Film - The Sacred Spirit

The Sacred Spirit Logo, eye of Horus on a pyramid with a sun behind

With the film available to watch now via ARROW's streaming service, Steve Taylor-Bryant discovered The Sacred Spirit...

There is a fine line trodden in art and that is the one between fascination and discomfort, and some of the best films ever made tread that line often. Great filmmakers make their home on that line and the greats, the true auteurs that tread that line the finest, the likes of Wes Anderson and David Lynch, now have a new colleague in the shape of Chema García Ibarra.

José Manuel and the other members of the ufology association Ovni-Levante meet weekly to exchange information about extra-terrestrial messages and abductions. Julio, their leader, dies unexpectedly, leaving José Manuel as the only person who knows about the cosmic secret that could alter the human future. Meanwhile in Spain a search is going on for a little girl who disappeared some weeks before.

The Scared Spirit is an astonishing story that does indeed have the extra-terrestrial links that are mentioned above, but also flirts with spirituality, religion, and some of the worst crimes that could be committed and does it against the backdrop of Spanish town Elche, itself a spiritual and religious city that has its own storied past. Writing-wise the story is remarkably interesting, if not a little strange at first, and doesn’t judge the ufologists for their beliefs, neither does it judge the religious or the conspiratorial (and there is one lady spreading conspiracy theories throughout the film who is just delightful).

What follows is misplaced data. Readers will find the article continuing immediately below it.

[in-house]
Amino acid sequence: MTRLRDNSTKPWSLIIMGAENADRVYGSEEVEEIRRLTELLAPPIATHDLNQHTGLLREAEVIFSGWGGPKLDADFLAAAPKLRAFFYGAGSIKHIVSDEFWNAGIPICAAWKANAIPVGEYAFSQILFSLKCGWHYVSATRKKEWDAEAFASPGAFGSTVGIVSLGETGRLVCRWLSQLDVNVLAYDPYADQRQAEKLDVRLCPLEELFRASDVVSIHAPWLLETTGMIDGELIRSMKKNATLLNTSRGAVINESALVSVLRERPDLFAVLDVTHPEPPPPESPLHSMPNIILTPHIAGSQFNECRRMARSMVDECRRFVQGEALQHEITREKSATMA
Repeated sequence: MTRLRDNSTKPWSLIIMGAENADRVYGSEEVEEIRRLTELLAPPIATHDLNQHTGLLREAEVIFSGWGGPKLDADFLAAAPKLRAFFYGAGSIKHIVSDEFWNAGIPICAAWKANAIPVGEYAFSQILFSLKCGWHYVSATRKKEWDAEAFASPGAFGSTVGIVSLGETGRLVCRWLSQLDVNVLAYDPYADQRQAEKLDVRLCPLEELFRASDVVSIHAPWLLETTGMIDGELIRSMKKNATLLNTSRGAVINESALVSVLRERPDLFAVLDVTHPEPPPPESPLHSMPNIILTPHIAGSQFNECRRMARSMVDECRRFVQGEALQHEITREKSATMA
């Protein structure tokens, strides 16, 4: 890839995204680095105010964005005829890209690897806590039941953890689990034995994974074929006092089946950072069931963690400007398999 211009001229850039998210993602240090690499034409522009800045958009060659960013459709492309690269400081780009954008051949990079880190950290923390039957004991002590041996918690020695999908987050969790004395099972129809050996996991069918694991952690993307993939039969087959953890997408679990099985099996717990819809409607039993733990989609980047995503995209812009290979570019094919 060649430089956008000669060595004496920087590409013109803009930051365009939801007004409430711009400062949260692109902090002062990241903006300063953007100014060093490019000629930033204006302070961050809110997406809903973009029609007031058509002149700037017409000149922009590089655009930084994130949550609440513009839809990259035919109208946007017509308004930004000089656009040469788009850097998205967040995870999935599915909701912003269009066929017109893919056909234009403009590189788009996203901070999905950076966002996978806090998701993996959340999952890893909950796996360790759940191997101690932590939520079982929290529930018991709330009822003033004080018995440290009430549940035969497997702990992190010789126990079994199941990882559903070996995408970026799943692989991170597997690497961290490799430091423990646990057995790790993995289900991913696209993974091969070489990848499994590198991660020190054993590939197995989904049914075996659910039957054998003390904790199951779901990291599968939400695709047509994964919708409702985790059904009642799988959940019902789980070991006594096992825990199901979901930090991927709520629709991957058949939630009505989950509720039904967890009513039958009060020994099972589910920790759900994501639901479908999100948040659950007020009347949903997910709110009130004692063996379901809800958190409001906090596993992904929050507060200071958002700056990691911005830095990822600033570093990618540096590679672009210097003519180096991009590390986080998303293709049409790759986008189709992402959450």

I don't want to give any plot spoilers, so all I will say is the it takes the idea of belief and stretches how far you can go with that idea, before a film will delve into the unbelievable and, trust me, there are moments where The Sacred Spirit does become unbelievable before something happens that bounces you back into reality quick-sharp. The fantastic artistic choices are not limited to just the script either. There are visual camera choices, colour palette cinematography, and long lingering frames that add humour to some scenes or characters or add that uncomfortable feeling that is needed with certain elements in others.

The Scared Spirit, like an Anderson or Lynch film, is not for everyone and I am sure there are those out there reading this review wondering if we watched the same film and that is fine. You can find the light and the darkness, the seriousness and the humour, as it is all there, but certain plot points I understand can be hard to stomach. If you’d like a refreshing change to the norm though, if you’d like to experience a European filmmaker who we should all keep an eye out for in future, then The Scared Spirit is definitely worth a gamble. I found the visual and story elements interesting and wonderful and the acting sort of not acting at all, the performances had an almost documentary feel to them, so the entire project was, for me, an hour and a half well spent.

Follow Steve on Twitter @STBwrites

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